Many small businesses and startups struggle to secure traditional bank loans. Banks turn them away because they can’t show a lengthy track record of profits – but how is any brand-new startup supposed to demonstrate that?
Crowdfunding is a means of financing your business by appealing for donations from internet users. You promise these backers a reward for their donation, such as an early, discounted purchase when your product or service is ready to go on sale. Some examples of successful campaigns include:
- Sense, a company planning to manufacture a sleep-quality monitor, met its US $100,000 goal within hours on Kickstarter, raising over US $2.4 million in total
- The Kickstarter campaign for the original Pebble smartwatch raised over US $10 million and the next-gen Pebble Time raised over US $20 million
- Australian startup Flow Hive raised over US $12 million on Indiegogo for its innovative honey-collecting beehive
The advantages of crowdfunding include a committed customer base and the ability to evolve your product based on customer interaction. Sense planned to create a product with a non-removable battery, to enable better waterproofing, but customers were unhappy with this idea. So the company went back to the drawing board and found a way to use replaceable batteries instead.
Another major benefit is that you still own your business in full: investors don’t get shares. You’re also not obligated to commit to your project if you don’t receive the funding.
On the flip side, you may not reach your funding goal in time. You’ll also have to spend a lot of time promoting your crowdfunding campaign, as most don’t easily go viral. There are thousands of other businesses out there seeking crowdfunding from the same internet community, which makes the process very competitive.
Plan Your Campaign
Before you leap in, you need to very carefully plan your crowdfunding campaign. Consider why people would want to fund what you’re developing – what’s unique or innovative about it? You need to think like a marketer so that you can reach out to receptive audiences. For example, the creator of the Veronica Mars TV series targeted fans of the show via Kickstarter, with 91,585 backers raising $5.7 million to make a Veronica Mars feature film.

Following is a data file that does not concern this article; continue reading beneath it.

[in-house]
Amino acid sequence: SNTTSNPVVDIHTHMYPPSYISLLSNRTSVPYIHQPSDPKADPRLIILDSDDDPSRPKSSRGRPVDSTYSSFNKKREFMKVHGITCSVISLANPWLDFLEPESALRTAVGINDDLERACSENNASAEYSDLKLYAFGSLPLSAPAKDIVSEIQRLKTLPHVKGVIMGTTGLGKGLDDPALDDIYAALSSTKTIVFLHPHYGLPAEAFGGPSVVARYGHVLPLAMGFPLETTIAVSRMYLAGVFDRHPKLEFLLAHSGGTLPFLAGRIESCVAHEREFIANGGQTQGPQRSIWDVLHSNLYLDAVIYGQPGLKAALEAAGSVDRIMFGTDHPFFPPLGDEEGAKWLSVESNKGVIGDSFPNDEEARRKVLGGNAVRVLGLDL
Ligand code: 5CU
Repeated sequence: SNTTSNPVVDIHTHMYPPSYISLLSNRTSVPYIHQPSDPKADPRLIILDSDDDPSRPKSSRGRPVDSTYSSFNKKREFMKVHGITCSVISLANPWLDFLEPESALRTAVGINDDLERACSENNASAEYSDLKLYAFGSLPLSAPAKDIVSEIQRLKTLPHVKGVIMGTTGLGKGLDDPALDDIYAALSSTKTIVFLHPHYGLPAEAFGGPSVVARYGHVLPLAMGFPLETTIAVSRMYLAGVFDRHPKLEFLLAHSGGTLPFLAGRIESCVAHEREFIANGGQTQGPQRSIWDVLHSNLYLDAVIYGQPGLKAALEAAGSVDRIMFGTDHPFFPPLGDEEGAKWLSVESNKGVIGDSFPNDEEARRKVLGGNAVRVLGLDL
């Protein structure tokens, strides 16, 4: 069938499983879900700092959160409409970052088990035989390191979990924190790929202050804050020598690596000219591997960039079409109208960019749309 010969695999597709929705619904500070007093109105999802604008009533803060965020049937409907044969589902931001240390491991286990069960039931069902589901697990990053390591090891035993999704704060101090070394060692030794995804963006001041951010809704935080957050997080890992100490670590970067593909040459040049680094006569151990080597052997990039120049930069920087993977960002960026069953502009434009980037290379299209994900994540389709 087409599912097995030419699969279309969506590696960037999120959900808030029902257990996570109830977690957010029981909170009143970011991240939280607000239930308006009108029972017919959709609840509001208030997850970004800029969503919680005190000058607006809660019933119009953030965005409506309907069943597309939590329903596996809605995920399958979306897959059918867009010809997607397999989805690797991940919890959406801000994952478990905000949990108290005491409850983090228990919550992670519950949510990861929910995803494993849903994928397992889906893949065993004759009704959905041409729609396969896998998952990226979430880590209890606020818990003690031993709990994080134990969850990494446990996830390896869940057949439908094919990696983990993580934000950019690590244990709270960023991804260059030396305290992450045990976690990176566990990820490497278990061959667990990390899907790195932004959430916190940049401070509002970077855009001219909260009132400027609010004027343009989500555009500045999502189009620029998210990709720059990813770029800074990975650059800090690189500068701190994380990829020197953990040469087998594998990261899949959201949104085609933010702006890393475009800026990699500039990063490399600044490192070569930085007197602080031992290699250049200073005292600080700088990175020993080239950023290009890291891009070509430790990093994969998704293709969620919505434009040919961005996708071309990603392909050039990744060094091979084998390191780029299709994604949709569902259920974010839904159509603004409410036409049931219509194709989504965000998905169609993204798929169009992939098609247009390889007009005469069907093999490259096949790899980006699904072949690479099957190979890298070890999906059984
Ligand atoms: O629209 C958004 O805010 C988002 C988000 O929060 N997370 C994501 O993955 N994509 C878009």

Plot Your Progress
Knowing how much you want to raise, and the time frame for it, is critical. Work out how long it will take you to develop your project once you’ve met your funding goal. It’s okay if there are delays, but you’ll need to keep backers from grumbling by being as responsive and transparent as possible.
Pick Your Platform
Finally you need to decide what crowdfunding platform would suit you best. Crowdfunding sites are springing up all over the place and it can be a confusing choice. Kickstarter is the biggest, but there’s far more competition on there to reach people. Some crowdfunding sites specialise in certain niches or they may only accept certain kinds of business ideas.
Rules vary: some have upfront fees, others require you to raise your funds in a set timeframe, then take a percentage; some have an all-or-nothing approach that means you receive nothing if you don’t reach your target, others are flexible. Do your research and figure out the best site for your campaign.
The global crowdfunding market is forecast to reach US $34.5 billion in 2015, up from $16.2 billion in 2014 and $6.1 billion in 2013. That’s huge growth and a big pot of money. Getting access to it may be challenging, but if you’re successful it could make your business dream a reality.